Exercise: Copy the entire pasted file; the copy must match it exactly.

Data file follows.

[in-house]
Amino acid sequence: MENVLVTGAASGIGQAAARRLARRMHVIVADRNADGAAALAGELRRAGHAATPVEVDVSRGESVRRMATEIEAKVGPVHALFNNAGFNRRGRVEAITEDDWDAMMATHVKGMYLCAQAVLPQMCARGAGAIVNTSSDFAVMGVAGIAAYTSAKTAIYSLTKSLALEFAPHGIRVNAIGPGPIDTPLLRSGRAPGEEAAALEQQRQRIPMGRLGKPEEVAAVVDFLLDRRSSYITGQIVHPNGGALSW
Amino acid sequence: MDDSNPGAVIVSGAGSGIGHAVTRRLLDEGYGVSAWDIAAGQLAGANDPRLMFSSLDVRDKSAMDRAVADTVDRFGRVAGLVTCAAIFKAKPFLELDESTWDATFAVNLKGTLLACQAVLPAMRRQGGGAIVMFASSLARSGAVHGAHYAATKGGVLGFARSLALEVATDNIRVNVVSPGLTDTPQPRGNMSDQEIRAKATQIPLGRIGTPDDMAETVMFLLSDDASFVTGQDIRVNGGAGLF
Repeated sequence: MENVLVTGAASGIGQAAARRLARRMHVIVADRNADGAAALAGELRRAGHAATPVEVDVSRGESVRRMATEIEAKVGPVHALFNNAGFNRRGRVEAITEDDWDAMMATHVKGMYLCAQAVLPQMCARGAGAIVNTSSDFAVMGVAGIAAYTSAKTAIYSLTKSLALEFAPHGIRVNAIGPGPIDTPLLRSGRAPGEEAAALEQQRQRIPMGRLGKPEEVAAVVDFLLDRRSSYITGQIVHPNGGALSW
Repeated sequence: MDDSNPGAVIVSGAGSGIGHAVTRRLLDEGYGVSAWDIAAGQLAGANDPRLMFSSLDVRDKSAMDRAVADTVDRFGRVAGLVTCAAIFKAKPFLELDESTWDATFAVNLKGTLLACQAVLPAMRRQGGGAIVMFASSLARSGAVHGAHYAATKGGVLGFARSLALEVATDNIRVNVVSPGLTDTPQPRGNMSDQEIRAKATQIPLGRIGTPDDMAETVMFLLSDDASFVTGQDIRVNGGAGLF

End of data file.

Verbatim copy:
[in-house]
Amino acid sequence: MENVLVTGAASGIGQAAARRLARRMHVIVADRNADGAAALAGELRRAGHAATPVEVDVSRGESVRRMATEIEAKVGPVHALFNNAGFNRRGRVEAITEDDWDAMMATHVKGMYLCAQAVLPQMCARGAGAIVNTSSDFAVMGVAGIAAYTSAKTAIYSLTKSLALEFAPHGIRVNAIGPGPIDTPLLRSGRAPGEEAAALEQQRQRIPMGRLGKPEEVAAVVDFLLDRRSSYITGQIVHPNGGALSW
Amino acid sequence: MDDSNPGAVIVSGAGSGIGHAVTRRLLDEGYGVSAWDIAAGQLAGANDPRLMFSSLDVRDKSAMDRAVADTVDRFGRVAGLVTCAAIFKAKPFLELDESTWDATFAVNLKGTLLACQAVLPAMRRQGGGAIVMFASSLARSGAVHGAHYAATKGGVLGFARSLALEVATDNIRVNVVSPGLTDTPQPRGNMSDQEIRAKATQIPLGRIGTPDDMAETVMFLLSDDASFVTGQDIRVNGGAGLF
Repeated sequence: MENVLVTGAASGIGQAAARRLARRMHVIVADRNADGAAALAGELRRAGHAATPVEVDVSRGESVRRMATEIEAKVGPVHALFNNAGFNRRGRVEAITEDDWDAMMATHVKGMYLCAQAVLPQMCARGAGAIVNTSSDFAVMGVAGIAAYTSAKTAIYSLTKSLALEFAPHGIRVNAIGPGPIDTPLLRSGRAPGEEAAALEQQRQRIPMGRLGKPEEVAAVVDFLLDRRSSYITGQIVHPNGGALSW
Repeated sequence: MDDSNPGAVIVSGAGSGIGHAVTRRLLDEGYGVSAWDIAAGQLAGANDPRLMFSSLDVRDKSAMDRAVADTVDRFGRVAGLVTCAAIFKAKPFLELDESTWDATFAVNLKGTLLACQAVLPAMRRQGGGAIVMFASSLARSGAVHGAHYAATKGGVLGFARSLALEVATDNIRVNVVSPGLTDTPQPRGNMSDQEIRAKATQIPLGRIGTPDDMAETVMFLLSDDASFVTGQDIRVNGGAGLF